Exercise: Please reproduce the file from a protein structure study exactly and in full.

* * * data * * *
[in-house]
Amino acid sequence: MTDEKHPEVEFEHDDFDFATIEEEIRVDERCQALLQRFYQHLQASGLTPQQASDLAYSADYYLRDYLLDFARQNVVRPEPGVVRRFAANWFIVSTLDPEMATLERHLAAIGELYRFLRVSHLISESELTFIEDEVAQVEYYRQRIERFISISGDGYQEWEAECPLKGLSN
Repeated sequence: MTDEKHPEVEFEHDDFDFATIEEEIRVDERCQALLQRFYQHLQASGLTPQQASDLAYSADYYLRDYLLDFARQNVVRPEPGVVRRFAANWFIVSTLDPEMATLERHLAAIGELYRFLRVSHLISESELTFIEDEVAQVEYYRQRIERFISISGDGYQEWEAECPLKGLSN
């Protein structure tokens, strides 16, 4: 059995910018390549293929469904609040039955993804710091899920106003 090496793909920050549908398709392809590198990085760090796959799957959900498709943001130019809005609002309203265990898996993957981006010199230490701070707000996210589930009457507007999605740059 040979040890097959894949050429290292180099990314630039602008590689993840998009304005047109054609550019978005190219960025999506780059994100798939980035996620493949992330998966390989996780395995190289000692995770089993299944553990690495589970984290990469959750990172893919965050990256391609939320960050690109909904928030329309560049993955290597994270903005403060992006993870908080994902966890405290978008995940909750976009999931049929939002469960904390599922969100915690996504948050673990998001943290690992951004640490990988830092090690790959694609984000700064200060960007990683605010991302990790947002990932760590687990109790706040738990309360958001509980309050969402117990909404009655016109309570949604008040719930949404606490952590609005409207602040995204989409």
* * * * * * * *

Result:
[in-house]
Amino acid sequence: MTDEKHPEVEFEHDDFDFATIEEEIRVDERCQALLQRFYQHLQASGLTPQQASDLAYSADYYLRDYLLDFARQNVVRPEPGVVRRFAANWFIVSTLDPEMATLERHLAAIGELYRFLRVSHLISESELTFIEDEVAQVEYYRQRIERFISISGDGYQEWEAECPLKGLSN
Repeated sequence: MTDEKHPEVEFEHDDFDFATIEEEIRVDERCQALLQRFYQHLQASGLTPQQASDLAYSADYYLRDYLLDFARQNVVRPEPGVVRRFAANWFIVSTLDPEMATLERHLAAIGELYRFLRVSHLISESELTFIEDEVAQVEYYRQRIERFISISGDGYQEWEAECPLKGLSN
């Protein structure tokens, strides 16, 4: 059995910018390549293929469904609040039955993804710091899920106003 090496793909920050549908398709392809590198990085760090796959799957959900498709943001130019809005609002309203265990898996993957981006010199230490701070707000996210589930009457507007999605740059 040979040890097959894949050429290292180099990314630039602008590689993840998009304005047109054609550019978005190219960025999506780059994100798939980035996620493949992330998966390989996780395995190289000692995770089993299944553990690495589970984290990469959750990172893919965050990256391609939320960050690109909904928030329309560049993955290597994270903005403060992006993870908080994902966890405290978008995940909750976009999931049929939002469960904390599922969100915690996504948050673990998001943290690992951004640490990988830092090690790959694609984000700064200060960007990683605010991302990790947002990932760590687990109790706040738990309360958001509980309050969402117990909404009655016109309570949604008040719930949404606490952590609005409207602040995204989409």